Saturday, 20 June 2009

Russell Coutts and Ben Ainslie to Compete in JP Morgan Asset Management Round the Island Race

Triple Olympic gold medallist Ben Ainslie is competing on board the Extreme 40 JPMorgan Asset Management/TEAMORIGIN, while triple America's Cup winner Russell Coutts will be in the same class on board Chris Bake's Team Aqua. Image copyright Patrick Eden.

by Flavia Bateson

The JPMorgan Asset Management Round the Island Race, organised by the Island Sailing Club, Cowes, Isle of Wight, UK, is set to go. In just a few hours' time, on Saturday, 20th June, the 1,779 boats entered will race westward round the Isle of Wight providing an amazing spectacle for those watching from the shore.

Commodore of the Island Sailing Club, Bill Pimlott, welcomed competitors to the Cowes-based club for a press conference on Friday 19th June. He described the ethos of the event now as when it first began in 1931 as "a people's race". Grandparents race with their grandchildren, work colleagues and university friends line up with top professional sailors and internationally-renowned skippers.

Triple Olympic medallist Ben Ainslie will be competing on an Extreme 40 for the first time in JPMorgan Asset Management/TEAMORIGIN. He will be up against triple America's Cup winner Russell Coutts on Team Aqua, enjoying his first taste of the event. Early on Friday morning Francis Joyon's ocean-going catamaran Idec sailed into Cowes from France, ready to defend the race record for multihulls which he has held since 2001.

Mike Slade's supermaxi ICAP Leopard is top of the ratings list in IRC Zero. Through crew member Paul Stanbridge, Mike received an unusual challenge, in aid of The Anthony Nolan Trust. Mike Coburn is a sailmaker who prepared the sails for America's Cup Team Shosholoza. He was diagnosed with cancer four years ago. Through the Trust he received a bone marrow transplant and says it is now "pay back time". Whilst Mike Slade races round the Island on water, trying hard to beat the monohull race record by ICAP Leopard in 2008, Mike Coburn will be cycling the same distance on land. ICAP Leopard's time last year was 3 hours 53 minutes 5 seconds but she does depend on wind and tide, whilst Mike Coburn might just have to contend with a light drizzle.

Charity fundraising plays a large part in the race again this year. Four charities have identical Oceanis 37s for the day for the Charity Challenge. Olympic gold medallist Shirley Robertson will be the skipper on board Challenge The Ellen MacArthur Trust. Shirley said: "The start is the challenging time, searching for clear air with so many other boats around. Once you've got to Gurnard, you can relax a little. We are certainly going to take things seriously but will have the kettle on at some time too."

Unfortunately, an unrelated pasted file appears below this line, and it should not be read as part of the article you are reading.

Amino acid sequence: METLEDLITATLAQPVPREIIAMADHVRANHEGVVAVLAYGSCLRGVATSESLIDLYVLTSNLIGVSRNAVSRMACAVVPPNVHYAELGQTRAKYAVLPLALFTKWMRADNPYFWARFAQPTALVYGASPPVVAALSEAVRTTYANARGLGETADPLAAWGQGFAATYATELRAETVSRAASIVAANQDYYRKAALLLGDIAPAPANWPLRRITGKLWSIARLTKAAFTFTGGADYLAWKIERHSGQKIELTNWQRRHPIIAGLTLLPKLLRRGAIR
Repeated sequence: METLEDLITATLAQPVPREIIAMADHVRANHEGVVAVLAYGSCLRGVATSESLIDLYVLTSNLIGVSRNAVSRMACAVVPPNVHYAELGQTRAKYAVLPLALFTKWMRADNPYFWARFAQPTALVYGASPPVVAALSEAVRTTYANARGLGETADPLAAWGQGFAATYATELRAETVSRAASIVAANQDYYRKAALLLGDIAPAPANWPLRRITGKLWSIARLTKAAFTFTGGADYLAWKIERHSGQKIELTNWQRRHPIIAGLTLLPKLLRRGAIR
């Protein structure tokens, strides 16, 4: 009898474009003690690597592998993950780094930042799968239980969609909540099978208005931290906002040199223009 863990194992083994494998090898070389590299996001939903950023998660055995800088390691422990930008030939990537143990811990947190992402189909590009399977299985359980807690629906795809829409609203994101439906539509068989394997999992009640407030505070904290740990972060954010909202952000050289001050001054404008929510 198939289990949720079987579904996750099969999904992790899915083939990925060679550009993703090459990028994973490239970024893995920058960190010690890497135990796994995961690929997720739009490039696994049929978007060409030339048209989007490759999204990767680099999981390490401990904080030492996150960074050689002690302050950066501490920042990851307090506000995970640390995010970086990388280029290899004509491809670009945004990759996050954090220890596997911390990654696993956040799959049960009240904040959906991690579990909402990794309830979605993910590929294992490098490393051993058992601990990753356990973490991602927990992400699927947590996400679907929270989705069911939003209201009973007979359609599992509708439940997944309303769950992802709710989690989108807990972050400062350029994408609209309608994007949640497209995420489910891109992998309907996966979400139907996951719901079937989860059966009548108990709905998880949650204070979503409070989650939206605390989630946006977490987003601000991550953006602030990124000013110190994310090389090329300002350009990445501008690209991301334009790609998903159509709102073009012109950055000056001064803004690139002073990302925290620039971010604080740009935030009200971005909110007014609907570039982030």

Singer Jonathan Ansell is the ambassador for Breast Cancer Care. His last experience of sailing was with the Sea Scouts, in a Topper dinghy, at Bognor Regis. "I've never sailed a proper yacht before. It looks enormous! We have eight on our boat two of whom are young mums currently continuing treatment."

Prostate UK is close to Comedian Dave Spikey's heart: His ‘kid brother' Pete died after a long battle with cancer last year, so he tries to help whenever he can. He remembers his last sailing experience only too well: "We were off the French coast and everyone was seasick. In the end there was only one utensil left to use. Have you ever tried to be sick into a frying pan? It doesn't work. Tomorrow I'd better take a pressure cooker."

Sailing for Leuka (leukemia research) this time, Edward Donald has won the Gold Roman Bowl twice. In 2008 his little Folkboat Madelaine also raised the best total for charity and he will be the first recipient of the new Charity Trophy. "We just hope we get back before the fish and chip shop closes. We're never in time for an a la carte. Winning the Gold Roman Bowl, we were back around 7pm. 10 to 12 hours for the race is pretty normal for us. We may be the tortoise of the fleet but we're happy to try and follow in the footsteps of Edward Heath and the Rogers family with a third win."

The meteorologist Chris Tibbs gave a forecast of light winds at the start - possibly 5/10 knots north-westerly with a slight drizzle, increasing to 10/15 knots south of the Isle of Wight, turning W/NW 8/13 knots in the eastern Solent as the afternoon wore on. As the temperature dropped in the evening, so would the wind strength.

The first start is at 0730. Idec and the X40s could well be back in four hours whilst the majority of boats would look to a finish some time during the afternoon. The line stays open for the final finishers until 2230.

JP Morgan Asset Management Round the Island Race 2009

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